How could a historic site benefit from technology?
Kuaua has decided to take the leap and merge video games into the exhibit. The hope is to enhance the exhibit while providing a new educational tool for historic sites throughout New Mexico and bring a new perspective to the term “video game.”
My name is Bresdin O’Malley and I am an undergraduate student at New Mexico Highlands University (NMHU). My goal is to graduate with a Bachelors in System Driven Software Design. I enjoy programming and modeling and hope to enhance my skills in this area while studying at NMHU. I believe strongly in the educational benefit of video games and hope to spend my young adult life help change the social perspective of video games while providing a service to historic sites in New Mexico.
The Coronado Historic Site has recruited the students from NMHU to help bring technology and enhancement to their exhibits. They have transformed the exhibits and helped remodel the glory of this incredible historic site with everything from new graphic posters to updated videography.
As a recruit myself, my summer Americorp internship in 2015, will be working for the Coronado Historic Site to create a flyover site map / archaeological dig detailing the pueblo as it once was found before the site was covered in dirt for preservation. This will be a learning tool for the rangers as well as a wonderful way to detail the many artifacts found on site that are too delicate or precious to be put on display.
I will use the following to complete my project:
- C# using Unity 5.0 design software
- Blender 2.7 + for modeling
- A touch screen monitor
- Coronado Artifact Pictures and Data
- CAD drawings of the pueblo
- Photos of the pueblo when discovered
- Tumblr for documentation
- Trello for iteration organization
- Google Drive for storage and sharing
The overall design of the site will give users and visitors to the site an idea of what it was like to be an archaeologist and discover different artifacts within the site. After the artifacts were extracted from the site, the walls were filled in with dirt to preserve them because an alternative method did not exist. A visit to this site will show a dirt path and the visitor must speak with a docent to learn the fascinating history. My project will provide a visual to go along with the stories. Another goal for the site will be to provide visitors who are disabled and can not traverse the site to be able to experience it without leaving the visitors center.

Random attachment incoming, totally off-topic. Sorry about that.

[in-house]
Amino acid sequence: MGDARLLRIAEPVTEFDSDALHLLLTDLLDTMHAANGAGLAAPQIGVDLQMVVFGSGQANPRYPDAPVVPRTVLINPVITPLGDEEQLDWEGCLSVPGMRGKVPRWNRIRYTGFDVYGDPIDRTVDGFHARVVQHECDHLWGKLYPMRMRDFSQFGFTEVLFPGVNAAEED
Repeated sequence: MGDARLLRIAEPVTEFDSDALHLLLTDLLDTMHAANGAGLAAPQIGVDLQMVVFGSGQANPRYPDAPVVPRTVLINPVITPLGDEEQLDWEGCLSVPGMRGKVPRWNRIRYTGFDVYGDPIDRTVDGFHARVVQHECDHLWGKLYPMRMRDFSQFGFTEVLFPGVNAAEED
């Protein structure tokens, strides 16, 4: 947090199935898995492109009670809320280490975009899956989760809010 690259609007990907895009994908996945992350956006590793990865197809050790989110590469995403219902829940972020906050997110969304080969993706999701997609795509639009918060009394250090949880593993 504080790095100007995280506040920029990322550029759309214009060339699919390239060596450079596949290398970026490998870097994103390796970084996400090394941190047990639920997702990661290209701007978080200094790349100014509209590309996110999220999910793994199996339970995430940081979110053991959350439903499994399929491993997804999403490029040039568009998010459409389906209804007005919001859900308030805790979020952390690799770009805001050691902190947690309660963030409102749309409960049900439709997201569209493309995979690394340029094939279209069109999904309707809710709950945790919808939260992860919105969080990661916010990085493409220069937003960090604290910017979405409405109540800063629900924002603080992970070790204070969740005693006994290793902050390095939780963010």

May 30th marked the 75th anniversary of the Coronado Historic Site and the grand opening of the students work including an Alpha (very early stage of development) version of the game. This was a very successful event with over 850 visitors to the site. I took the opportunity to observe the public interact with the game to help give me a clear understanding to reaching all generations of visitors with this project.
One young girl played the game for over an hour even though there were no objectives and the environment very limited. Her face beamed pure joy when her grandparents finally made her leave the game behind. I was so surprised to see someone enjoy my game so much, especially after I was so nervous to show off such an early version on the site.
This was incredibly inspiring to me and a great learning tool to see how children interact with a simulated world. My next goal is to create an interface that will entice all generations to be unafraid to explore and use this learning tool.
As this project progresses through the summer, I will be giving public presentations on its development and progress. Please feel free to attend and test the newest version between the months of June and July. Just ask a Coronado ranger for the details and I look forward to your curiosity and engagement into this project!